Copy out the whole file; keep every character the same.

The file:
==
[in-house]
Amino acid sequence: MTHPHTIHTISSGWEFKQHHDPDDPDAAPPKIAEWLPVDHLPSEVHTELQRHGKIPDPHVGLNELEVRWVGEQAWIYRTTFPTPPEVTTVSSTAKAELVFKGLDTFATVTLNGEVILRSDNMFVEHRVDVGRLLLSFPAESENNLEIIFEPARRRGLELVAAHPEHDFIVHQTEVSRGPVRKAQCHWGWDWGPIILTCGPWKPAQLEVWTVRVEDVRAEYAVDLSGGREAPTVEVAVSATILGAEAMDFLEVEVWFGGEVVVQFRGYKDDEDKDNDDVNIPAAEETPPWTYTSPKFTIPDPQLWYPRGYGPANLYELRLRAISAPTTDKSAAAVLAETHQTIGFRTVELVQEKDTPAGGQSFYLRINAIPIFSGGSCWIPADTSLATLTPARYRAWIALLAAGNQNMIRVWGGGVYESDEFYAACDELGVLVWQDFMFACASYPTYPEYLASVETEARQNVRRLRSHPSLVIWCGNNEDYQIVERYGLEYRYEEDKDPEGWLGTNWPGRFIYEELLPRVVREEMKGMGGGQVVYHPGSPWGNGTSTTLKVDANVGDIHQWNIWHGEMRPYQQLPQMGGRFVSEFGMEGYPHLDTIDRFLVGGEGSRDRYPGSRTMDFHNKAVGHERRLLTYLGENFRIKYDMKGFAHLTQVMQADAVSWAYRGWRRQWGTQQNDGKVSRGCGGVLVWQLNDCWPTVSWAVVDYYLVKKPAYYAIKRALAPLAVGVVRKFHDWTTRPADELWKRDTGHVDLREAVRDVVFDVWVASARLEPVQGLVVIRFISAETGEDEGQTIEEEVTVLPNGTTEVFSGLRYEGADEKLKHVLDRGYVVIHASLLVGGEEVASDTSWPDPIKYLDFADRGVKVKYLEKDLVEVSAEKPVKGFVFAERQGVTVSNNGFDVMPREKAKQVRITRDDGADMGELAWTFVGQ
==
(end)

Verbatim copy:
[in-house]
Amino acid sequence: MTHPHTIHTISSGWEFKQHHDPDDPDAAPPKIAEWLPVDHLPSEVHTELQRHGKIPDPHVGLNELEVRWVGEQAWIYRTTFPTPPEVTTVSSTAKAELVFKGLDTFATVTLNGEVILRSDNMFVEHRVDVGRLLLSFPAESENNLEIIFEPARRRGLELVAAHPEHDFIVHQTEVSRGPVRKAQCHWGWDWGPIILTCGPWKPAQLEVWTVRVEDVRAEYAVDLSGGREAPTVEVAVSATILGAEAMDFLEVEVWFGGEVVVQFRGYKDDEDKDNDDVNIPAAEETPPWTYTSPKFTIPDPQLWYPRGYGPANLYELRLRAISAPTTDKSAAAVLAETHQTIGFRTVELVQEKDTPAGGQSFYLRINAIPIFSGGSCWIPADTSLATLTPARYRAWIALLAAGNQNMIRVWGGGVYESDEFYAACDELGVLVWQDFMFACASYPTYPEYLASVETEARQNVRRLRSHPSLVIWCGNNEDYQIVERYGLEYRYEEDKDPEGWLGTNWPGRFIYEELLPRVVREEMKGMGGGQVVYHPGSPWGNGTSTTLKVDANVGDIHQWNIWHGEMRPYQQLPQMGGRFVSEFGMEGYPHLDTIDRFLVGGEGSRDRYPGSRTMDFHNKAVGHERRLLTYLGENFRIKYDMKGFAHLTQVMQADAVSWAYRGWRRQWGTQQNDGKVSRGCGGVLVWQLNDCWPTVSWAVVDYYLVKKPAYYAIKRALAPLAVGVVRKFHDWTTRPADELWKRDTGHVDLREAVRDVVFDVWVASARLEPVQGLVVIRFISAETGEDEGQTIEEEVTVLPNGTTEVFSGLRYEGADEKLKHVLDRGYVVIHASLLVGGEEVASDTSWPDPIKYLDFADRGVKVKYLEKDLVEVSAEKPVKGFVFAERQGVTVSNNGFDVMPREKAKQVRITRDDGADMGELAWTFVGQ